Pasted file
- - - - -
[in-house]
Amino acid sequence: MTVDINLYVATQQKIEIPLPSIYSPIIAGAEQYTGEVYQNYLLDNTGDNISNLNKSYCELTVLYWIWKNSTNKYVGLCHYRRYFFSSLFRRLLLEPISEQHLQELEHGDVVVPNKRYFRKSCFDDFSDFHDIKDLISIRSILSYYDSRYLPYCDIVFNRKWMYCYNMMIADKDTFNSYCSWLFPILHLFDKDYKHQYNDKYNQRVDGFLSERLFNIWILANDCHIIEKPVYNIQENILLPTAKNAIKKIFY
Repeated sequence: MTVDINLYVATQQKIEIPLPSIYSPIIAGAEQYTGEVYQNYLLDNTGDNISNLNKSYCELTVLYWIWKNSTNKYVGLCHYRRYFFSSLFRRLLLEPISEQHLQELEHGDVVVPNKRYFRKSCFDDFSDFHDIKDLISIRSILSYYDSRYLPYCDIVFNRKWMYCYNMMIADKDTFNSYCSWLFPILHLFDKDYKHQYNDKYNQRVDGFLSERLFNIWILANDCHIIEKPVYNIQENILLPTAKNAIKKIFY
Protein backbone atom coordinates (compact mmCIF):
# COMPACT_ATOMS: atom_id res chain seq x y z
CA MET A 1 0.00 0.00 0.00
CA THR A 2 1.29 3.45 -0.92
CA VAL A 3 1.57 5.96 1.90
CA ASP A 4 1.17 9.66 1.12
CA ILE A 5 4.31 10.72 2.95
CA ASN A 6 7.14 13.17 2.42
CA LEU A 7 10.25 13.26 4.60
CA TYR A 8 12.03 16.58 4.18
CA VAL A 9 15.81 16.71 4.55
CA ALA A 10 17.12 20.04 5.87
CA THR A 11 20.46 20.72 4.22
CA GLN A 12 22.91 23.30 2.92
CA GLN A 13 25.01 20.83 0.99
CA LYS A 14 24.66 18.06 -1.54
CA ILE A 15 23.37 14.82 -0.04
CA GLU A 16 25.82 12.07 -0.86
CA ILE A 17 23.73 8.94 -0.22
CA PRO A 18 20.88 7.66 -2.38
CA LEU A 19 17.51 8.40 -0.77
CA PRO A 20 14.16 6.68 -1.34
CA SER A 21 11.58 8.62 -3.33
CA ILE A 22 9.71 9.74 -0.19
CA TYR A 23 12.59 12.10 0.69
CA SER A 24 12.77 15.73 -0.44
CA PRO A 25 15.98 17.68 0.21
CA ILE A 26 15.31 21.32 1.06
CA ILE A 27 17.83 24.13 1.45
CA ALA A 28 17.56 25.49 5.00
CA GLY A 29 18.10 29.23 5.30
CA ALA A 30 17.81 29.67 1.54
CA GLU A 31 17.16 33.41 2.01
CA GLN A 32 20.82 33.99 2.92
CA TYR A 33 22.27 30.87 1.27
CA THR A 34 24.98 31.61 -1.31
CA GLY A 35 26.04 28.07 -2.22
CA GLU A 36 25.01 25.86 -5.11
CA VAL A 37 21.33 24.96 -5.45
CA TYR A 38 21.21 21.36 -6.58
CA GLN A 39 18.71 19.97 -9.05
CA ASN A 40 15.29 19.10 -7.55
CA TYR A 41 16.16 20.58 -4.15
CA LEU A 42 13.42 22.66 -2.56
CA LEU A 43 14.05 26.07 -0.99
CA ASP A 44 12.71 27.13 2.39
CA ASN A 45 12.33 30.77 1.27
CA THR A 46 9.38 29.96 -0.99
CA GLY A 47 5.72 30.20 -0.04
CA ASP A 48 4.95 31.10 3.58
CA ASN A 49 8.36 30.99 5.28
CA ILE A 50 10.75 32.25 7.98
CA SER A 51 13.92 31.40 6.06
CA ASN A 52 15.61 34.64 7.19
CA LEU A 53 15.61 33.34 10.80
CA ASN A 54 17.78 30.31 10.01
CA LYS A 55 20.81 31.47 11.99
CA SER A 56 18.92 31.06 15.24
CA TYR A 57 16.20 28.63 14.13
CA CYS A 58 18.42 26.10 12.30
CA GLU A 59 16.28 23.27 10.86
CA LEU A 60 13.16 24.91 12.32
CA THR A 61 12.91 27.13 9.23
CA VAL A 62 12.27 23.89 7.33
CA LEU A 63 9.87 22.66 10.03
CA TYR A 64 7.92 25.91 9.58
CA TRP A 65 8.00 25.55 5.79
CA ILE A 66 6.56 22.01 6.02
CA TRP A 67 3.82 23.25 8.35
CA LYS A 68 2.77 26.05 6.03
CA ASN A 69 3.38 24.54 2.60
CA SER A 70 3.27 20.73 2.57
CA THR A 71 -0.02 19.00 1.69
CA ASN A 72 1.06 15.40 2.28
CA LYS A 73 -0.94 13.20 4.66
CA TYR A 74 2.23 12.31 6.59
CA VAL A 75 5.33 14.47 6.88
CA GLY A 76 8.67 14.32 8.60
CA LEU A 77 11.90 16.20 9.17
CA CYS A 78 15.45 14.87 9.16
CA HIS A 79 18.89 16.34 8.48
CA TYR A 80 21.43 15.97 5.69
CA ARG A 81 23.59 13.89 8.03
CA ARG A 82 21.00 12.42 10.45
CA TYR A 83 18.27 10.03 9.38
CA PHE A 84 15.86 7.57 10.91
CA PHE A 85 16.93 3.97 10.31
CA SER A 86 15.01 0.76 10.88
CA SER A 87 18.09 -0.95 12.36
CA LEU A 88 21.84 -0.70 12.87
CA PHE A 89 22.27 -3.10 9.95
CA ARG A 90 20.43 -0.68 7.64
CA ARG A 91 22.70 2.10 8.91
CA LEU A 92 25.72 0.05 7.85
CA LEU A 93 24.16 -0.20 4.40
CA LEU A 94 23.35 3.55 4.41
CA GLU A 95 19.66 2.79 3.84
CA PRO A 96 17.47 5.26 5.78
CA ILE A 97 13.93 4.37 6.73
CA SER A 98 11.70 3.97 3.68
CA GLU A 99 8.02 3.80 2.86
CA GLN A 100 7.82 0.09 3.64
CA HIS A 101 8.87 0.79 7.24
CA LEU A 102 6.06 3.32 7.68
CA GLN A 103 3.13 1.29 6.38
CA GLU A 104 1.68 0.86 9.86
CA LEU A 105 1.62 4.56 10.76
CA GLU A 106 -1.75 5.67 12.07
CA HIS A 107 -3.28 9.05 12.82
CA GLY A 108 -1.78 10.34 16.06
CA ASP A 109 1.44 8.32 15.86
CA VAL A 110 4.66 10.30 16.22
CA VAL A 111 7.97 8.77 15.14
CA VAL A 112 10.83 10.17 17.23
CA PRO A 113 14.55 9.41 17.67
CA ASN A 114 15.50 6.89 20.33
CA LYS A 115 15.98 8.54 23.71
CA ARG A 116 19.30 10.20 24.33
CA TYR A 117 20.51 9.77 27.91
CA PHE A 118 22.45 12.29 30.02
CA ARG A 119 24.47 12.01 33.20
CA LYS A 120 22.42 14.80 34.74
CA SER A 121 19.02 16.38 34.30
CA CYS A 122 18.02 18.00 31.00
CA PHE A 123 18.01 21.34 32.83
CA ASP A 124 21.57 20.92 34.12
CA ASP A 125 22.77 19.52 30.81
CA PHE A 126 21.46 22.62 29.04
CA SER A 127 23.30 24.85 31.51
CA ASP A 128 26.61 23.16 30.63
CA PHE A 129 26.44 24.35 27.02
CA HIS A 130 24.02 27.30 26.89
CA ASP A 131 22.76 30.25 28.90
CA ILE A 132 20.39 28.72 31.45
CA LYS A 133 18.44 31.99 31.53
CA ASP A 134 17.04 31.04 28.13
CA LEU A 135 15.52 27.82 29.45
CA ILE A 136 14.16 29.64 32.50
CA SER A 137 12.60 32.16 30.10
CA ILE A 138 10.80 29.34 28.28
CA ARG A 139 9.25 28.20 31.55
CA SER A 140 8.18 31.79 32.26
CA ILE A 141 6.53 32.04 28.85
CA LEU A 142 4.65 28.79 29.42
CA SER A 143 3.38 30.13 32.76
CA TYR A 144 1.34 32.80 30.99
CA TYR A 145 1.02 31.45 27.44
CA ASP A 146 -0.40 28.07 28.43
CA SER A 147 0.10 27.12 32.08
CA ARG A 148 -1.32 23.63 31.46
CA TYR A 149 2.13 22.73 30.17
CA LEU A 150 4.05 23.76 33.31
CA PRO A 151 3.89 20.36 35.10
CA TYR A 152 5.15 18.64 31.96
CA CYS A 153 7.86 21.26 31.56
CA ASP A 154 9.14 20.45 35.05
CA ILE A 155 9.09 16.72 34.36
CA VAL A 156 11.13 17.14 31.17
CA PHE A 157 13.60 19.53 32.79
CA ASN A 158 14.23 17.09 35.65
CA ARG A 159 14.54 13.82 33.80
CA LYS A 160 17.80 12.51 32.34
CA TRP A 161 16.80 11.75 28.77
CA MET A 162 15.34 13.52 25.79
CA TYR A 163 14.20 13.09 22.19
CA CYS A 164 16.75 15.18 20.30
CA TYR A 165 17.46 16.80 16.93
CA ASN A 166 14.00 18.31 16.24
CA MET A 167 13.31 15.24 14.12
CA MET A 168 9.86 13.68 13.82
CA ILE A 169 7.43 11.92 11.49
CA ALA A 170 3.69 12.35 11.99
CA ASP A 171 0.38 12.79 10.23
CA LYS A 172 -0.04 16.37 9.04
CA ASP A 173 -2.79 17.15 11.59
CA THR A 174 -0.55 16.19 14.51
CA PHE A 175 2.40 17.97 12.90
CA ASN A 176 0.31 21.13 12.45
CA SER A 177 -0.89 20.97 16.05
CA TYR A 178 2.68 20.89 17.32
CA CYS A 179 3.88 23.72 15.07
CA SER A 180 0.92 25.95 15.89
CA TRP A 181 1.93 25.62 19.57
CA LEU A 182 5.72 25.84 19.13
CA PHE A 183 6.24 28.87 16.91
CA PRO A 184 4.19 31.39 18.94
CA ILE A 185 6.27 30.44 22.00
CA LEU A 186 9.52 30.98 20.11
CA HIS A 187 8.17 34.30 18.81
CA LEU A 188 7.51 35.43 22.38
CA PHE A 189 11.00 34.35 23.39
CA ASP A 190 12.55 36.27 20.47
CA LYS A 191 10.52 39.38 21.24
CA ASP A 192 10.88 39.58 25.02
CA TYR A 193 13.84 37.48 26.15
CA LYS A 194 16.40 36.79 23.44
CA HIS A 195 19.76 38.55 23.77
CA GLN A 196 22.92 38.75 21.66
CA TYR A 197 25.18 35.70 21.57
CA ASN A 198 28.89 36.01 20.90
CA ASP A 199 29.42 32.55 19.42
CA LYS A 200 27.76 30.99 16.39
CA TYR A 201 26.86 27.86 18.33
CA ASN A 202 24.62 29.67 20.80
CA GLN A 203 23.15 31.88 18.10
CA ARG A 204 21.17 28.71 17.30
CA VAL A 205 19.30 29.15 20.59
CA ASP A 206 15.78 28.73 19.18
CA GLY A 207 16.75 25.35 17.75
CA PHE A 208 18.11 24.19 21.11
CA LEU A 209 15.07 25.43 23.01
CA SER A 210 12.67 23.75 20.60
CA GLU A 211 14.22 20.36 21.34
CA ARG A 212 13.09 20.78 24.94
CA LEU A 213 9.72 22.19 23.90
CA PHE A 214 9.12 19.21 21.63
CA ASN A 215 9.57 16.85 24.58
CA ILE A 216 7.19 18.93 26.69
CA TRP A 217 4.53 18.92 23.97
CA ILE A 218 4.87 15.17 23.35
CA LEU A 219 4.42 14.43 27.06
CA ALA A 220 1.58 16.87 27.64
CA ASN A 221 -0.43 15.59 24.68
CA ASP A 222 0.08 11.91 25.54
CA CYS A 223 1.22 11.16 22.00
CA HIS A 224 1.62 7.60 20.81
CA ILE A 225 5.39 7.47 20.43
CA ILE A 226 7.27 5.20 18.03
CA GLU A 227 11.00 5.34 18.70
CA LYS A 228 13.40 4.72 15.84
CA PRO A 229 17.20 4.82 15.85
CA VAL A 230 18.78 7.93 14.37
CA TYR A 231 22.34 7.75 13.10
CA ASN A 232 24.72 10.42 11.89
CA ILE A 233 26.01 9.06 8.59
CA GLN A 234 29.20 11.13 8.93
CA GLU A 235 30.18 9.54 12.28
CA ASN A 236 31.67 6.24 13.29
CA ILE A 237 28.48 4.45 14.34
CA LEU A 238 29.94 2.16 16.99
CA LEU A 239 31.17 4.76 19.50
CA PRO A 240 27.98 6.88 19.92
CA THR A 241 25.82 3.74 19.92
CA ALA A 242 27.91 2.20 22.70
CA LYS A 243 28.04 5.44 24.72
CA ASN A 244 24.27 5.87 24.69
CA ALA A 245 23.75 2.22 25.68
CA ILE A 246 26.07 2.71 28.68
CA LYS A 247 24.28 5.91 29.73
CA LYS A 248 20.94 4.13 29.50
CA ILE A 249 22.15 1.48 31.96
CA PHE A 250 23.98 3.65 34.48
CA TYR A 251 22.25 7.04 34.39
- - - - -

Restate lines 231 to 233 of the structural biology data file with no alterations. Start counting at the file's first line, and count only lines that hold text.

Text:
CA ILE A 226 7.27 5.20 18.03
CA GLU A 227 11.00 5.34 18.70
CA LYS A 228 13.40 4.72 15.84